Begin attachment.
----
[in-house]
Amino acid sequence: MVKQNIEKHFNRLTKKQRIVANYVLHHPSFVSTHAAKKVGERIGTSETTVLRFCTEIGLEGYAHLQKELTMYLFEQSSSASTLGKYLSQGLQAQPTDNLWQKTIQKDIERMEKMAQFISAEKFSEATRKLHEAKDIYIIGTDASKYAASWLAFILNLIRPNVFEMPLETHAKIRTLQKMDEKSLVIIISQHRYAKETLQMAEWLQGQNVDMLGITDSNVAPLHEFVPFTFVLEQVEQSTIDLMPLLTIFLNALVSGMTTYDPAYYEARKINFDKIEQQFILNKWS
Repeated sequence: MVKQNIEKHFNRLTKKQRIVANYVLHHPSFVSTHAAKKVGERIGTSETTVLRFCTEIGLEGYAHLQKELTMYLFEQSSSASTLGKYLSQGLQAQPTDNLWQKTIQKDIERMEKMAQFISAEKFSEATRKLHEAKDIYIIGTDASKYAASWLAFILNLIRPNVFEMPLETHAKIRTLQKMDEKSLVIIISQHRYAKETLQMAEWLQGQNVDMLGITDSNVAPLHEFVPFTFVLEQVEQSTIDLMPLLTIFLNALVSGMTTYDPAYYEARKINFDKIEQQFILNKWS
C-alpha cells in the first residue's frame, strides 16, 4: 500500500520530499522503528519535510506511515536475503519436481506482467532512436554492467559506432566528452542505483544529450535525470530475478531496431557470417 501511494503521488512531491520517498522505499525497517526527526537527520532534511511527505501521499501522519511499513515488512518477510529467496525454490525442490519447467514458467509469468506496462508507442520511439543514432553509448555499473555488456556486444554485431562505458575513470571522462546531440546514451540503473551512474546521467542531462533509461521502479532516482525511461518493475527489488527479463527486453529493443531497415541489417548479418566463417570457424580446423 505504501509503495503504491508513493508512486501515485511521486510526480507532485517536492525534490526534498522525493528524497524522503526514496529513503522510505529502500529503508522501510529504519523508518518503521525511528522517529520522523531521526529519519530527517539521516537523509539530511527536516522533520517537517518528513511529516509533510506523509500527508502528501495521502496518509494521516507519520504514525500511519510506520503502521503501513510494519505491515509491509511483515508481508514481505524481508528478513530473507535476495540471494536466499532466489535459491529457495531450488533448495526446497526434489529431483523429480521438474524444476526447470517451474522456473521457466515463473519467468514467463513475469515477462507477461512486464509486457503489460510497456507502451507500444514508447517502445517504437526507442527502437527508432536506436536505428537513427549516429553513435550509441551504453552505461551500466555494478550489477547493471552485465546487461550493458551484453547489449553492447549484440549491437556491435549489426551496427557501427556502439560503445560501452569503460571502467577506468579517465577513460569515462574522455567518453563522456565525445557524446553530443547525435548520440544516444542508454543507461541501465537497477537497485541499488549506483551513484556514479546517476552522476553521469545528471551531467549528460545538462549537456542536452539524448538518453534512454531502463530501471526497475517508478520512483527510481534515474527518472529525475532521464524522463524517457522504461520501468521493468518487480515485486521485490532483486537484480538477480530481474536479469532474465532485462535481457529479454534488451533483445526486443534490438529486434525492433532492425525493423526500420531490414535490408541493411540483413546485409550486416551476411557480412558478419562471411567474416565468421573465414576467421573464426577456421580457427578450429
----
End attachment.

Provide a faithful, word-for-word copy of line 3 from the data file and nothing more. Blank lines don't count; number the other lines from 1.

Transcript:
Repeated sequence: MVKQNIEKHFNRLTKKQRIVANYVLHHPSFVSTHAAKKVGERIGTSETTVLRFCTEIGLEGYAHLQKELTMYLFEQSSSASTLGKYLSQGLQAQPTDNLWQKTIQKDIERMEKMAQFISAEKFSEATRKLHEAKDIYIIGTDASKYAASWLAFILNLIRPNVFEMPLETHAKIRTLQKMDEKSLVIIISQHRYAKETLQMAEWLQGQNVDMLGITDSNVAPLHEFVPFTFVLEQVEQSTIDLMPLLTIFLNALVSGMTTYDPAYYEARKINFDKIEQQFILNKWS